Welfare is the final outcome expected by the community from natural resources extraction. When the community enjoys welfare, extractive industries can operate with lower business risks. For instance, greater welfare may lessen social risks, which in turn may lower the risk of labor and political violence issues. Thus, welfare may improve the business climate and encourage investors. On the other hand, with an attractive business climate, governments should be able to negotiate better fiscal terms in future block licensing negotiations. Thus, welfare helps all stakeholders achieve their goals.
The impact of corruption
If corruption occurs at any single stage of the above cycle, it is unlikely welfare can be attained. If welfare does not exist, stakeholders will not be able to gain maximum benefits from extractive industries.
Corruption undermines government functions and impedes societal growth and development opportunities. It undermines the government’s financial resources and its ability to formulate and execute the best policy. Those circumstances will affect the society immediately. Having a government which lacks competence and integrity, the society will have to surrender the chances for a better education, higher living standards, and sufficient infrastructures.
Corruption also forces companies to operate with higher costs and risks. Companies that endure bribes must incur extra costs compared to those that do not. Despite the short-term benefits they might receive thanks to these practices, the setback far exceeds this in terms of value, and at the end of the day, this behaviour leads to further corruption. Corruption will impact companies’ financial positions and in the long run bring forward the possibility of lawsuits.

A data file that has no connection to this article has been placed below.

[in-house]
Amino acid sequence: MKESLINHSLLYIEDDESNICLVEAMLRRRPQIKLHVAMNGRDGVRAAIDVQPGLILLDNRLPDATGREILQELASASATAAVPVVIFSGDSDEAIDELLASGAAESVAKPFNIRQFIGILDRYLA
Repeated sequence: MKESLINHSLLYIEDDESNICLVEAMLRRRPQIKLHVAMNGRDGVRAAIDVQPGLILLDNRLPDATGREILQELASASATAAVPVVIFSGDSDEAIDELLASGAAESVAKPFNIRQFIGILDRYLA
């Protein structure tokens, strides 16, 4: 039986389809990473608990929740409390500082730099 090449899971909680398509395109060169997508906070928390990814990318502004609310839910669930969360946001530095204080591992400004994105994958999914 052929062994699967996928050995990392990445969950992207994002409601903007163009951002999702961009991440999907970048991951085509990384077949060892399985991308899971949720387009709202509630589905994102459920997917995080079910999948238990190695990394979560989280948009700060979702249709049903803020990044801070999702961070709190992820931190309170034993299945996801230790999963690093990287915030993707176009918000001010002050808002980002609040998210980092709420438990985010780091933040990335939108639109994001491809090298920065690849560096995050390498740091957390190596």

Corruption is what differentiates “less-successful” from “successful” resource-rich countries. Considering the perception of corruption as a single indicator, Norway and Canada perform much better in the Corruption Perception Index 2015 compared to their peers, such as Indonesia, Nigeria, or Venezuela. To some degree, it is safe and logical to assume that the higher the corruption perception of a resource-rich country, the poorer its performance in terms of economic development.
Governments keep assessing different approaches to the distribution of the benefits of the extractive industry, such as who should manage extractive industries (government agencies vs state-owned enterprises), the choice of fiscal system, and so on. Corruption eradication at every stage of the welfare creation process could be the best solution to bring more benefits and fairer distribution of value to stakeholders.
It is important to keep in mind that stakeholders must commit and participate in corruption eradication to enable welfare to exist. By having welfare, all stakeholders will reap the maximum benefits, and it will be the key to fairer value distribution of the benefits of the extractive industries.
 Economic rent is a payment or monetary return to the owner of a factor of production or to a firm (which controls a bundle of factors of production) that does not alter its economic behavior, see Otto et. Al., Mining Royalty (World Bank) (2006). It is calculated as the margin realized after netting off all the costs of production (recurrent and capital recovery costs) from gross mineral revenue, as well as a minimum return on capital high enough to attract capital and retain it in the project, see Pietro Guj, Mining Royalties and Other Mining-Specific Taxes (International Mining for Development Centre) (2012).
 Corruption Perception Index 2015 by Transparency International, http://www.transparency.org/cpi2015#results-table, accessed 19 March 2016. The Corruption Perceptions Index measures the perceived levels of public sector corruption worldwide.